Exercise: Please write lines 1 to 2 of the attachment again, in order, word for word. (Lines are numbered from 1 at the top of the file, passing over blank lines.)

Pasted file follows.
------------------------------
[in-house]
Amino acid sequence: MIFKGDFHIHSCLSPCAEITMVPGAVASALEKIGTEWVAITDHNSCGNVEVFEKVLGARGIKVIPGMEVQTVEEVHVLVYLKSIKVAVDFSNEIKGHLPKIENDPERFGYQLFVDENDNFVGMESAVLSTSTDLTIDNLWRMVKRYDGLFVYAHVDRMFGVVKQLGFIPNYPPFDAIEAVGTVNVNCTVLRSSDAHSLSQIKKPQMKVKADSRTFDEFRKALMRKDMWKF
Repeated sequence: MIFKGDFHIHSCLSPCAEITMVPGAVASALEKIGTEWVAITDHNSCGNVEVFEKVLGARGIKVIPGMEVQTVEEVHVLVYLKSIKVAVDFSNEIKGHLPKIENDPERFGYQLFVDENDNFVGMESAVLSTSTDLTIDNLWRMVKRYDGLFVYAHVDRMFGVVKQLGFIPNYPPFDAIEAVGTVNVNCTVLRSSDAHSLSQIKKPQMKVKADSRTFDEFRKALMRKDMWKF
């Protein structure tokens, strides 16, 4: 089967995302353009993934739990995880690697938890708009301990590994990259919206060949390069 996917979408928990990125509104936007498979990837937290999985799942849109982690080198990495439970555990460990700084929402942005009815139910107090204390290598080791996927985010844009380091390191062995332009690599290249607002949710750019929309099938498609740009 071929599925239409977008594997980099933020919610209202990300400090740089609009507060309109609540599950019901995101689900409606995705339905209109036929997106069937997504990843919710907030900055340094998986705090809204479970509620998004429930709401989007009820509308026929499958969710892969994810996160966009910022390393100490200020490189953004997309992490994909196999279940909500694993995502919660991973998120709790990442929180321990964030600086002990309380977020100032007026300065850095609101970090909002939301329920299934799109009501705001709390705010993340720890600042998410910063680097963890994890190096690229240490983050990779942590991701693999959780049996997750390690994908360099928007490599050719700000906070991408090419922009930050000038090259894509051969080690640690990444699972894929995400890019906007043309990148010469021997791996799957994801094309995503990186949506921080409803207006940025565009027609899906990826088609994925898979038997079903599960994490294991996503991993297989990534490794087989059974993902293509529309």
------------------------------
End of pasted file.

[in-house]
Amino acid sequence: MIFKGDFHIHSCLSPCAEITMVPGAVASALEKIGTEWVAITDHNSCGNVEVFEKVLGARGIKVIPGMEVQTVEEVHVLVYLKSIKVAVDFSNEIKGHLPKIENDPERFGYQLFVDENDNFVGMESAVLSTSTDLTIDNLWRMVKRYDGLFVYAHVDRMFGVVKQLGFIPNYPPFDAIEAVGTVNVNCTVLRSSDAHSLSQIKKPQMKVKADSRTFDEFRKALMRKDMWKF